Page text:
In the 1960s, he became one of the first surgeons to film surgical
procedures, bringing camera and lights right into the operating room. Suffice it to say he leaves behind a colossal amount of educational
material that will be used by students for many years to come.
How on earth, some may ask, could this man accomplish so much? Even into his
90s, he would arise at 5 a.m., work in his office at home for two hours, and
then drive to the hospital, where he'd stay until 6 p.m. He'd continue reading
or writing after dinner and stay up past midnight.
One of the rarest things that we do is think. I
don’t know why people don’t do it more often. It doesn’t cost anything.
Think about that.
It's estimated that in his near 75 years of involvement in medicine, Dr.
DeBakey performed approximately 50,000 operations on patients from all walks of
life. However, he earned the title of "name-dropper," regularly referring to the
many celebrities and heads of state he'd operated on. These included the deposed Shah of Iran, Marlene Dietrich, the former King Edward
VIII, Joe Louis, Leo Durocher, and Jerry Lewis. His patients included two
U.S. Presidents, Johnson and Nixon. Perhaps his
most famous and notorious patient was Boris Yeltsin, first President of Russia shortly after the fall of the U.S.S.R.
This set an unheard-of precedent. He saved
Yeltsin's life and enabled him to get re-elected to the Presidency. The Russian leader was suffering from angina but his own doctors refused to operate for a number of reasons, not the least being Yeltsin's age. DeBakey supervised the successful bypass operation on Yeltsin.
This 'n That
The tube to repair arteries was initially going to be made of nylon. The
fabric store he went to was out of nylon, and suggested Dacron because it
doesn't wear out. The first tube was sewn by DeBakey on his wife's sewing
Okra is the key to good gumbo.
The last heart procedure he performed was when he was ninety
years old. He told Esquire magazine in an interview just before his
death that "The operation I did in '53 for aneurysm of the thoracic aorta gave
me great satisfaction. It had never been done successfully before, and lots of
doctors took the position that you shouldn't try it. You've got to push ahead in
spite of them. I learned that lesson early."
Being compassionate, being concerned for your fellow
man, doing everything you can to help people -- that’s the kind of religion
I have, and it’s a comforting religion. I don’t get involved in discussions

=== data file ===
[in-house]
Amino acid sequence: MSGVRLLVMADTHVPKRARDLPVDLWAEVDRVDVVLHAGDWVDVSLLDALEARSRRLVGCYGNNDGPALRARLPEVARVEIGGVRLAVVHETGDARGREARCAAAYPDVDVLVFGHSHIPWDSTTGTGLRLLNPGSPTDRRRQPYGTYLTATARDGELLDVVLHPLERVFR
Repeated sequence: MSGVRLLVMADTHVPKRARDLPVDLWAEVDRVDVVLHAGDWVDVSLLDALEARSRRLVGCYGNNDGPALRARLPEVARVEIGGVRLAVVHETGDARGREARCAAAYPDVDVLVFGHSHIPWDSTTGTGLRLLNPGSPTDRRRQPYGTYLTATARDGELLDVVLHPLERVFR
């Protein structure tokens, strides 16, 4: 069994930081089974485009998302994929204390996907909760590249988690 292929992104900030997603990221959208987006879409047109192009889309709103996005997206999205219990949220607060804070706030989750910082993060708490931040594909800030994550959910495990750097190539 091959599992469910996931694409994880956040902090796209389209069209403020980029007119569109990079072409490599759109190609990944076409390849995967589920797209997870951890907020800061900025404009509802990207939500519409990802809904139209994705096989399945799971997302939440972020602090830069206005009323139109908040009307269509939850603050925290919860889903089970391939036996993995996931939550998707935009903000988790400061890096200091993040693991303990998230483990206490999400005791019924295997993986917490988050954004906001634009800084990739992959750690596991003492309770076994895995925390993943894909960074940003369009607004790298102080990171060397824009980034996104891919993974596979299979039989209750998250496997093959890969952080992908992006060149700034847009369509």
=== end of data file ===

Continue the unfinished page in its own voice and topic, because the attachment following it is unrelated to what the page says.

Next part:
of intelligent design. You can’t answer those questions, so why fool with
Honors and Awards
The Journal of the American Medical Association said in 2005 "Many consider
Michael E. DeBakey to be the greatest surgeon ever."
• Lifetime Achievement Awards from the
Academy of Medical Films
• American Heart Association (AHA)
• Children Uniting Nations
• Encyclopaedia Britannica
• Foundation for Biomedical Research
• International College of Angiology
• International Health and Medical Film Festival
• Research! America
• Tulane Medical Alumni Association
• U.S. Army Legion of Merit (1945)
• American Medical Association Hektoen Gold Medal (1954 and 1970)
• Rudolph Matas Award in Vascular Surgery (1954)
• International Society of Surgery Distinguished Service Award (1958)
• Leriche Award (1959)
• American Medical Association Distinguished Service Award (1959)
• Albert Lasker Award for Clinical Medical Research (1963)
• American Medical Association Billings Gold Medal Exhibit Award (1967)
• American Heart Association Gold Heart Award (1968)
• Union of Soviet Socialist Republics Academy of Sciences 50th Anniversary
Jubilee Medal (1973)
• Veterans of Foreign Wars Commander-in-Chief’s Medal and Citation (1980)
• American Surgical Association Distinguished Service Award (1981)
• Academy of Surgical Research Markowitz Award (1988)
• Association of American Medical Colleges Special Recognition Award (1988)
• American Legion Distinguished Service Award (1990)
• Premio Giuseppe Corradi Award for Surgery and Scientific Research (1997)
• Russian Military Medical Academy, Boris Petrovsky International Surgeons Award
and First Laureate of the Boris Petrovsky Gold Medal (1997)
• John P. McGovern Compleat Physician Award (1999)
• Russian Academy of Sciences Foreign Member (1999)
• Texas Senate and House of Representatives, Adoption of resolutions honoring
Dr. DeBakey for 50 years of medical practice in Texas (1999)
• American Medical Association Virtual Mentor Award (2000)
• American Philosophical Society Jonathan Rhoads Medal (2000)
• Library of Congress Bicentennial Living Legend Award (2000)
• Villanova University Mendel Medal Award (2001)
• Houston Hall of Fame (2001)
• NASA Invention of the Year Award (2001)
• MUSC "Lindbergh-Carrel Prize" (2002)
• Congressional Gold Medal (April 23, 2008)
"What I've Learned: Michael DeBakey" by Cal Fussman, Esquire Magazine,
July 12, 2008
Methodist Hospital System Press Release: HERE
Biography at Women's International Center 2008
Baylor College of Medicine Website Biography
Regarding his Congressional Medal of Honor
"The Man on the Table Devised the Surgery" by Dr. Lawrence K. Altman, The
New York Times, December 25, 2006 HERE
The My Hero Project, "Lifesaver Hero: Dr. Michael DeBakey" by David Kemker